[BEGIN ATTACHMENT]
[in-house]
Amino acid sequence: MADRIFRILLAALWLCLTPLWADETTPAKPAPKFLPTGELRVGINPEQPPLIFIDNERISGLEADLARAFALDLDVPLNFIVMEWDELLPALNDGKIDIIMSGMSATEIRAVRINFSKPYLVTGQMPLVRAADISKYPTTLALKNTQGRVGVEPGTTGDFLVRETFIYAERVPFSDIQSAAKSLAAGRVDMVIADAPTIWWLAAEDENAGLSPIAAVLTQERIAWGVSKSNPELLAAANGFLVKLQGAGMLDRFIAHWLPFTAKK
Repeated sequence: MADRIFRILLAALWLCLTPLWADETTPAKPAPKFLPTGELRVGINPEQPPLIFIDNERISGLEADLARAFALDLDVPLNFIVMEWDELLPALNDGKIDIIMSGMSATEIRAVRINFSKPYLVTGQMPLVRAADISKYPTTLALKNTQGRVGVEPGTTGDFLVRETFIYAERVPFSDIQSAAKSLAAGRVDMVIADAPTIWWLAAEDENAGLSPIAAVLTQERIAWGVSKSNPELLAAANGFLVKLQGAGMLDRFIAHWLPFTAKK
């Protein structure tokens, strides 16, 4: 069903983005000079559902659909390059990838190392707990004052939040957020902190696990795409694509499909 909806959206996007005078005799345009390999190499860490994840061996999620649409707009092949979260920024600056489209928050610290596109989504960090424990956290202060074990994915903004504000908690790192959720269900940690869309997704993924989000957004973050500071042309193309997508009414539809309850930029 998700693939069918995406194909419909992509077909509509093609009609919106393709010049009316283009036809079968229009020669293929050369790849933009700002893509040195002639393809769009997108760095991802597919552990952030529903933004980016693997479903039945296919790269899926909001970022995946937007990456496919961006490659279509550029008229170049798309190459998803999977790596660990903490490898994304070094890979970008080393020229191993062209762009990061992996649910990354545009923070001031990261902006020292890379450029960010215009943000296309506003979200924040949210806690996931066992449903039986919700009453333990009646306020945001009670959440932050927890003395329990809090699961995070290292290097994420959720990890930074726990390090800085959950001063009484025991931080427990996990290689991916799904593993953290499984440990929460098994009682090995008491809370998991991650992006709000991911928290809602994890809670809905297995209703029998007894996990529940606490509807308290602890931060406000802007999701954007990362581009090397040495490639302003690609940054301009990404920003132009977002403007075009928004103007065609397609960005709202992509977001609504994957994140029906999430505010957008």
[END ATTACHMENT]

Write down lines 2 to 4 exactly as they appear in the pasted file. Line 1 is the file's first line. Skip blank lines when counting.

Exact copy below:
Amino acid sequence: MADRIFRILLAALWLCLTPLWADETTPAKPAPKFLPTGELRVGINPEQPPLIFIDNERISGLEADLARAFALDLDVPLNFIVMEWDELLPALNDGKIDIIMSGMSATEIRAVRINFSKPYLVTGQMPLVRAADISKYPTTLALKNTQGRVGVEPGTTGDFLVRETFIYAERVPFSDIQSAAKSLAAGRVDMVIADAPTIWWLAAEDENAGLSPIAAVLTQERIAWGVSKSNPELLAAANGFLVKLQGAGMLDRFIAHWLPFTAKK
Repeated sequence: MADRIFRILLAALWLCLTPLWADETTPAKPAPKFLPTGELRVGINPEQPPLIFIDNERISGLEADLARAFALDLDVPLNFIVMEWDELLPALNDGKIDIIMSGMSATEIRAVRINFSKPYLVTGQMPLVRAADISKYPTTLALKNTQGRVGVEPGTTGDFLVRETFIYAERVPFSDIQSAAKSLAAGRVDMVIADAPTIWWLAAEDENAGLSPIAAVLTQERIAWGVSKSNPELLAAANGFLVKLQGAGMLDRFIAHWLPFTAKK
């Protein structure tokens, strides 16, 4: 069903983005000079559902659909390059990838190392707990004052939040957020902190696990795409694509499909 909806959206996007005078005799345009390999190499860490994840061996999620649409707009092949979260920024600056489209928050610290596109989504960090424990956290202060074990994915903004504000908690790192959720269900940690869309997704993924989000957004973050500071042309193309997508009414539809309850930029 998700693939069918995406194909419909992509077909509509093609009609919106393709010049009316283009036809079968229009020669293929050369790849933009700002893509040195002639393809769009997108760095991802597919552990952030529903933004980016693997479903039945296919790269899926909001970022995946937007990456496919961006490659279509550029008229170049798309190459998803999977790596660990903490490898994304070094890979970008080393020229191993062209762009990061992996649910990354545009923070001031990261902006020292890379450029960010215009943000296309506003979200924040949210806690996931066992449903039986919700009453333990009646306020945001009670959440932050927890003395329990809090699961995070290292290097994420959720990890930074726990390090800085959950001063009484025991931080427990996990290689991916799904593993953290499984440990929460098994009682090995008491809370998991991650992006709000991911928290809602994890809670809905297995209703029998007894996990529940606490509807308290602890931060406000802007999701954007990362581009090397040495490639302003690609940054301009990404920003132009977002403007075009928004103007065609397609960005709202992509977001609504994957994140029906999430505010957008």